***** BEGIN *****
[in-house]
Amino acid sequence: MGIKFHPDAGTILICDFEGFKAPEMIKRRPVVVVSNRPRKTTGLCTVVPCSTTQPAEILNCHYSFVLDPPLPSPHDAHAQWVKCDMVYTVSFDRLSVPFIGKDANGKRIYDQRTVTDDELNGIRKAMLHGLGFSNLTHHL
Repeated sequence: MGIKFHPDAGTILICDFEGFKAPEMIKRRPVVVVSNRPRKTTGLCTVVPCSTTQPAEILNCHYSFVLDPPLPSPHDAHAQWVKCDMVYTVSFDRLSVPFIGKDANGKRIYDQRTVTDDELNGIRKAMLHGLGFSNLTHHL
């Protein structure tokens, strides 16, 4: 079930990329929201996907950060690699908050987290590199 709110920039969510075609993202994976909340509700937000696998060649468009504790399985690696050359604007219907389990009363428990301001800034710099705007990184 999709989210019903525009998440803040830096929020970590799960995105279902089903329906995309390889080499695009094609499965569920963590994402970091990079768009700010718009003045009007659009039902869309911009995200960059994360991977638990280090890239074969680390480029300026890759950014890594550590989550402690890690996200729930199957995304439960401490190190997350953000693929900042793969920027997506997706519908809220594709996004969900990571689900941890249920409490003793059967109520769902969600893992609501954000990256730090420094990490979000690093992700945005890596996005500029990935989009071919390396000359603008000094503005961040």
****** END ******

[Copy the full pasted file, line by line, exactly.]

[in-house]
Amino acid sequence: MGIKFHPDAGTILICDFEGFKAPEMIKRRPVVVVSNRPRKTTGLCTVVPCSTTQPAEILNCHYSFVLDPPLPSPHDAHAQWVKCDMVYTVSFDRLSVPFIGKDANGKRIYDQRTVTDDELNGIRKAMLHGLGFSNLTHHL
Repeated sequence: MGIKFHPDAGTILICDFEGFKAPEMIKRRPVVVVSNRPRKTTGLCTVVPCSTTQPAEILNCHYSFVLDPPLPSPHDAHAQWVKCDMVYTVSFDRLSVPFIGKDANGKRIYDQRTVTDDELNGIRKAMLHGLGFSNLTHHL
């Protein structure tokens, strides 16, 4: 079930990329929201996907950060690699908050987290590199 709110920039969510075609993202994976909340509700937000696998060649468009504790399985690696050359604007219907389990009363428990301001800034710099705007990184 999709989210019903525009998440803040830096929020970590799960995105279902089903329906995309390889080499695009094609499965569920963590994402970091990079768009700010718009003045009007659009039902869309911009995200960059994360991977638990280090890239074969680390480029300026890759950014890594550590989550402690890690996200729930199957995304439960401490190190997350953000693929900042793969920027997506997706519908809220594709996004969900990571689900941890249920409490003793059967109520769902969600893992609501954000990256730090420094990490979000690093992700945005890596996005500029990935989009071919390396000359603008000094503005961040």